Bridge to life: Speaking the gospel in a Buddhist context
Posted on: 2nd July 2018
CMS keeps working on ways to meet the gospel challenge of Buddhism. We invited Peter Thein Nyunt, a Buddhist monk who became a Christian and now has a PhD in missiology, to speak at CMS Summer Conferences back in January 2018. Learn here about how he presents Buddhists with the message of Jesus, who can save from sin and suffering.
All nations need the salvation of Christ. As followers of Jesus, we are called to communicate the gospel by remaining faithful to Scripture and relevant to the cultural context we are addressing.
When speaking the gospel to Buddhists, it is important first to know what Buddhists are seeking. They seek liberation from the endless cycle of death, reincarnation and rebirth. Their ultimate goal is nirvana. To use a Christian word, the Buddhist looks for ‘salvation’ from this cycle. A well-known Buddhist monk, K. Sri Dhammananda, states, “Each and every person must make the effort to train and purify him or herself to attain his or her own salvation by following the guidance given by the Buddha. You yourself make the effort for your salvation.”
Buddhism and sin
Sin is a problem for all, and Buddhists too give recognition to sin’s power.
Sin, for the Christian, is to disobey God and fail to honour him as creator (Romans 1:21). Humans sin by trusting Satan’s lies (Genesis 3:1–7) and worshipping God’s creation rather than God (Romans 1:21–25). This great sin brings the punishment of death. No human is able to wash away that sin. That is why all people need salvation from sin.
For Buddhists, the concept of sin carries similarities. The Buddha explained clearly the difference between sin and virtue by noting that virtue cannot subtract from sin, no matter how many good deeds we do. So, whoever depends on their own virtue to save themselves from sin is depending on the wrong thing and is behaving in a manner that is contrary to Buddha’s teaching. It is impossible to wash sin away by good works and deeds of merit or non-theistic ethical disciplines. This is illustrated in this quote from a Buddhist in conversation with a Hindu Brahmin:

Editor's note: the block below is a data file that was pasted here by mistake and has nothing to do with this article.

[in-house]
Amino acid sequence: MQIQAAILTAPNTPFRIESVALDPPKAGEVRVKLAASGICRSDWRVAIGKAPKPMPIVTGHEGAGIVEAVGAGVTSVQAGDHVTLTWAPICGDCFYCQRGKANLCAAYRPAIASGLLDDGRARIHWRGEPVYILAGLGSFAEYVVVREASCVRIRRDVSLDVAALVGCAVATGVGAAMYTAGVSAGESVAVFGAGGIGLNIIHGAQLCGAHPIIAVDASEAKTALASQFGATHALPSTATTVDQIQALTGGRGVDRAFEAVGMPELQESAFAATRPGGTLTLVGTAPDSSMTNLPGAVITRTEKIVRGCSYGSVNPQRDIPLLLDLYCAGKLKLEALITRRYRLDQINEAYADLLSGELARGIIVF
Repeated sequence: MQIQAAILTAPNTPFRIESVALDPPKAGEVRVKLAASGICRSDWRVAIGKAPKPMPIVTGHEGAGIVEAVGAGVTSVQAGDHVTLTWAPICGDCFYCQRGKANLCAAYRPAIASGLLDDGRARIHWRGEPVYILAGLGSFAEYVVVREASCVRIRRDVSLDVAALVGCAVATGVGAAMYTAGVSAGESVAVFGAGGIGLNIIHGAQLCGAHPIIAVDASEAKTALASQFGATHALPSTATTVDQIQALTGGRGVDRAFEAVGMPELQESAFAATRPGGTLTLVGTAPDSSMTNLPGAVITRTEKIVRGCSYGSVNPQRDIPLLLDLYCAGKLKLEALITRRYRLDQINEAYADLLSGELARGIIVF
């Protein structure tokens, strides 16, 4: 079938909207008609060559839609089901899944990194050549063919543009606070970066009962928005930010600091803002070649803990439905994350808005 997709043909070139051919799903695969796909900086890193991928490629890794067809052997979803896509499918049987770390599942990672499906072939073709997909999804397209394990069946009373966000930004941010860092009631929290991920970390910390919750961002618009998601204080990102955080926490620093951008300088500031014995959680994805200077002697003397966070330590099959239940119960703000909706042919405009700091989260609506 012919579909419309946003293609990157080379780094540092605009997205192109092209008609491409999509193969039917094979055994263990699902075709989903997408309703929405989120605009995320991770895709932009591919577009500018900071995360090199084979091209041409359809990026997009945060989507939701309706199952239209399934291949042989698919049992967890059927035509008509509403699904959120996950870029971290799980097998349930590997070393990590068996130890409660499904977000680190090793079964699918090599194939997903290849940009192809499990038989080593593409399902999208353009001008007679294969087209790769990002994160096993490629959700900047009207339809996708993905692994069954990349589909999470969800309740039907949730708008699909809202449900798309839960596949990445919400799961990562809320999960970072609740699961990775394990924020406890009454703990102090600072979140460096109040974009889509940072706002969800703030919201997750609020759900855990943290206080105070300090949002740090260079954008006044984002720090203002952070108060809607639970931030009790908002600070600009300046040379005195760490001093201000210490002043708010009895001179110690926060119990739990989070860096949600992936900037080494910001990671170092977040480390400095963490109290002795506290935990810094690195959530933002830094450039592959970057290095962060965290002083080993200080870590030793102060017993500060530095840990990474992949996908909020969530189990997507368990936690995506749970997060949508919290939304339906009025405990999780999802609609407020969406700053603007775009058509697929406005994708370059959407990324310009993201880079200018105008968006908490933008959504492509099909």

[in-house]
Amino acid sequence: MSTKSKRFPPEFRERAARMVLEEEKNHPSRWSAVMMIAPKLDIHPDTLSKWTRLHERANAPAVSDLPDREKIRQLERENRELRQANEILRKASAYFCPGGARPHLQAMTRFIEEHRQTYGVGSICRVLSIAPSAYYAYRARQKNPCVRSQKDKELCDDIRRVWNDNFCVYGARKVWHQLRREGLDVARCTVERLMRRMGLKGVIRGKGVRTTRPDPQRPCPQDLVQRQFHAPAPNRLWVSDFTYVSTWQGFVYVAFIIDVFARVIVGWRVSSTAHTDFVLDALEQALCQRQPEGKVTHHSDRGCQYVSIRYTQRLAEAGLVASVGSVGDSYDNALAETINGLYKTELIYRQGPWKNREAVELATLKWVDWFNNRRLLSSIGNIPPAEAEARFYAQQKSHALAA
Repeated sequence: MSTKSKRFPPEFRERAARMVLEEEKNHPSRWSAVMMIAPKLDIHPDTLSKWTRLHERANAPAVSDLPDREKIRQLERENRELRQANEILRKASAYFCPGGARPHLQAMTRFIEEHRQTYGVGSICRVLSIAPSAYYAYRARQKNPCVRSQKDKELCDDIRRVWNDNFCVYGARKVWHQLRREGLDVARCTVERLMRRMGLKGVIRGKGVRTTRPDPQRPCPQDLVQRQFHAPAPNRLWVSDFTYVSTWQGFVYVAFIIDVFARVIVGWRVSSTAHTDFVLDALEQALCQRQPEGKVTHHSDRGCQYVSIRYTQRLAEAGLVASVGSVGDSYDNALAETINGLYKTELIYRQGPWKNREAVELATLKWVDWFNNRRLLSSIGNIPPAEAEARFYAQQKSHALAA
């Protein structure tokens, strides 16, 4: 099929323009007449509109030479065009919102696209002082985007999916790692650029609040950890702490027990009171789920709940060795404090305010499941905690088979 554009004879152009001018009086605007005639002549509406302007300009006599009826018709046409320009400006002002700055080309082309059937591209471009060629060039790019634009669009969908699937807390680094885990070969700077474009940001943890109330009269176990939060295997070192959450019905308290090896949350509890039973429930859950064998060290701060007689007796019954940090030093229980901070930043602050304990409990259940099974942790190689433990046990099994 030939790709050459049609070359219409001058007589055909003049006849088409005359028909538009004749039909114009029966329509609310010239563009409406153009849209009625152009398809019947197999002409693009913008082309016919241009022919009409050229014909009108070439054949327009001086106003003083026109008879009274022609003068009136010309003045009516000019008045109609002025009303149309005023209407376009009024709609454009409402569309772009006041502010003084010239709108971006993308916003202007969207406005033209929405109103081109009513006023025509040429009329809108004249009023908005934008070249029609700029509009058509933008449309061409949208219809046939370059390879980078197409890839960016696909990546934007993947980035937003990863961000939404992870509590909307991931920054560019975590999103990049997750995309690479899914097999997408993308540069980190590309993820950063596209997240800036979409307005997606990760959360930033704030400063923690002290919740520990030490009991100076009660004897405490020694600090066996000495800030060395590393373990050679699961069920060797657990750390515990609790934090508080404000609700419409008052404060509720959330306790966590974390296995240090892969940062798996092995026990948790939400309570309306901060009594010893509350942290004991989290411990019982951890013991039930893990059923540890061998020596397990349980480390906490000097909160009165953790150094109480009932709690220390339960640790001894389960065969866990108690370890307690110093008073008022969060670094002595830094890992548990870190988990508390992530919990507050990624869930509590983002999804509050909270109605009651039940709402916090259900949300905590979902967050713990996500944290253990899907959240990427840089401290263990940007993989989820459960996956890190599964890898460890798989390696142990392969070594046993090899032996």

Even though you must give alms, observe the five commandments governing everyone, the eight commandments governing a fervent Buddhist and the 277 commandments governing the conduct of a Buddhist, join your hands in prayer a billion times, and meditate five times a day, you will only receive merit equal to one eighth of a split hair.
Even the body which is still in its mother’s womb cannot go to the gate of heaven… Man’s sins are so many, so heavy, heavier than the sky, thicker than the earth, higher than the great stone, filling all four corners to the thickness of a cubit. If the angel comes once a year and lightly wipes the stone one time, when the stone has been completely wiped away and disappears, then will the sin be gone.
Note the seriousness of sin. It is “heavier than the sky, thicker than the earth”.
Buddhism and a Saviour